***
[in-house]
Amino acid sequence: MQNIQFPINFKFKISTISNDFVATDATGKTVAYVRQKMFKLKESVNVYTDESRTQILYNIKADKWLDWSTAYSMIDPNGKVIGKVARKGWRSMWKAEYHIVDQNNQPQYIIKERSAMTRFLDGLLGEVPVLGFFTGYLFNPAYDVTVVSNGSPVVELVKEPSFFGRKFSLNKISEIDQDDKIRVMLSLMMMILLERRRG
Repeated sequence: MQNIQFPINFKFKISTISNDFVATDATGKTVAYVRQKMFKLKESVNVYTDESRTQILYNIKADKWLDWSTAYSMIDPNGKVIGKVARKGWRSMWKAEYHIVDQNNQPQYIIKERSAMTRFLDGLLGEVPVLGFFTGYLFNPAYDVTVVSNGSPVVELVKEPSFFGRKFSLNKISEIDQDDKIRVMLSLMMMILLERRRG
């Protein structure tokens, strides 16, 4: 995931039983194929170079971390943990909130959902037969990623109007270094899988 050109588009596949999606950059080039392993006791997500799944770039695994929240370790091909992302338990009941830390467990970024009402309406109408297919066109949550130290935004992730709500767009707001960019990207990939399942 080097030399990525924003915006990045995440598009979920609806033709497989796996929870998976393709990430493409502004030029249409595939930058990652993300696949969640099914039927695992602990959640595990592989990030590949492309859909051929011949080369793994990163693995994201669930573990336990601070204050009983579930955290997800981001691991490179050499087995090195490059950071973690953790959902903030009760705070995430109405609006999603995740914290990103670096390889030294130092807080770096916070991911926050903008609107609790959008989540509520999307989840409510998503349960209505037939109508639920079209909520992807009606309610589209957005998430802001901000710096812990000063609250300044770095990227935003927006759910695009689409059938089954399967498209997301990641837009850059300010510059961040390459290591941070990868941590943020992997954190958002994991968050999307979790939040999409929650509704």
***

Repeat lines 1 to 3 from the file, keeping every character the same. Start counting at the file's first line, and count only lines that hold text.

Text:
[in-house]
Amino acid sequence: MQNIQFPINFKFKISTISNDFVATDATGKTVAYVRQKMFKLKESVNVYTDESRTQILYNIKADKWLDWSTAYSMIDPNGKVIGKVARKGWRSMWKAEYHIVDQNNQPQYIIKERSAMTRFLDGLLGEVPVLGFFTGYLFNPAYDVTVVSNGSPVVELVKEPSFFGRKFSLNKISEIDQDDKIRVMLSLMMMILLERRRG
Repeated sequence: MQNIQFPINFKFKISTISNDFVATDATGKTVAYVRQKMFKLKESVNVYTDESRTQILYNIKADKWLDWSTAYSMIDPNGKVIGKVARKGWRSMWKAEYHIVDQNNQPQYIIKERSAMTRFLDGLLGEVPVLGFFTGYLFNPAYDVTVVSNGSPVVELVKEPSFFGRKFSLNKISEIDQDDKIRVMLSLMMMILLERRRG